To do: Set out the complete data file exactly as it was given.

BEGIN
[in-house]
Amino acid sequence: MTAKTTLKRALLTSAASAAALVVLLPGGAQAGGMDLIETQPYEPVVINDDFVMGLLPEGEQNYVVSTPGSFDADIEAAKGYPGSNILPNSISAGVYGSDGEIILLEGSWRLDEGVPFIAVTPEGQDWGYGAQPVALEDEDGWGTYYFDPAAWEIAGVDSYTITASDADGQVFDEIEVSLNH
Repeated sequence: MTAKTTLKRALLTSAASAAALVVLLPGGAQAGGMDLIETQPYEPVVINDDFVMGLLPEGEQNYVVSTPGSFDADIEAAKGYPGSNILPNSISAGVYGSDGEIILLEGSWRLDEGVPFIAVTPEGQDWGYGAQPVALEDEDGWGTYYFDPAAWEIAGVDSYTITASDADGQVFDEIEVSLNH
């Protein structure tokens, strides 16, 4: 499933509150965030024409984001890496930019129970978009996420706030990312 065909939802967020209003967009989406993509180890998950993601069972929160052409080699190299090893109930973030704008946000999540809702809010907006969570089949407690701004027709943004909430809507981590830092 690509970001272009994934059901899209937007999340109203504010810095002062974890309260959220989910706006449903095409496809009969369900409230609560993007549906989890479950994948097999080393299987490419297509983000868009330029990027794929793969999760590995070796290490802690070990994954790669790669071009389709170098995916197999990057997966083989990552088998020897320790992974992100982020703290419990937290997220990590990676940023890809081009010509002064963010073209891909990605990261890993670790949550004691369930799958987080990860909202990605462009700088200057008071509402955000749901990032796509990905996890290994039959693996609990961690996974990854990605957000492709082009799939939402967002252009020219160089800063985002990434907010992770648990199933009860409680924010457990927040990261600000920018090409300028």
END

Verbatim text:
[in-house]
Amino acid sequence: MTAKTTLKRALLTSAASAAALVVLLPGGAQAGGMDLIETQPYEPVVINDDFVMGLLPEGEQNYVVSTPGSFDADIEAAKGYPGSNILPNSISAGVYGSDGEIILLEGSWRLDEGVPFIAVTPEGQDWGYGAQPVALEDEDGWGTYYFDPAAWEIAGVDSYTITASDADGQVFDEIEVSLNH
Repeated sequence: MTAKTTLKRALLTSAASAAALVVLLPGGAQAGGMDLIETQPYEPVVINDDFVMGLLPEGEQNYVVSTPGSFDADIEAAKGYPGSNILPNSISAGVYGSDGEIILLEGSWRLDEGVPFIAVTPEGQDWGYGAQPVALEDEDGWGTYYFDPAAWEIAGVDSYTITASDADGQVFDEIEVSLNH
């Protein structure tokens, strides 16, 4: 499933509150965030024409984001890496930019129970978009996420706030990312 065909939802967020209003967009989406993509180890998950993601069972929160052409080699190299090893109930973030704008946000999540809702809010907006969570089949407690701004027709943004909430809507981590830092 690509970001272009994934059901899209937007999340109203504010810095002062974890309260959220989910706006449903095409496809009969369900409230609560993007549906989890479950994948097999080393299987490419297509983000868009330029990027794929793969999760590995070796290490802690070990994954790669790669071009389709170098995916197999990057997966083989990552088998020897320790992974992100982020703290419990937290997220990590990676940023890809081009010509002064963010073209891909990605990261890993670790949550004691369930799958987080990860909202990605462009700088200057008071509402955000749901990032796509990905996890290994039959693996609990961690996974990854990605957000492709082009799939939402967002252009020219160089800063985002990434907010992770648990199933009860409680924010457990927040990261600000920018090409300028």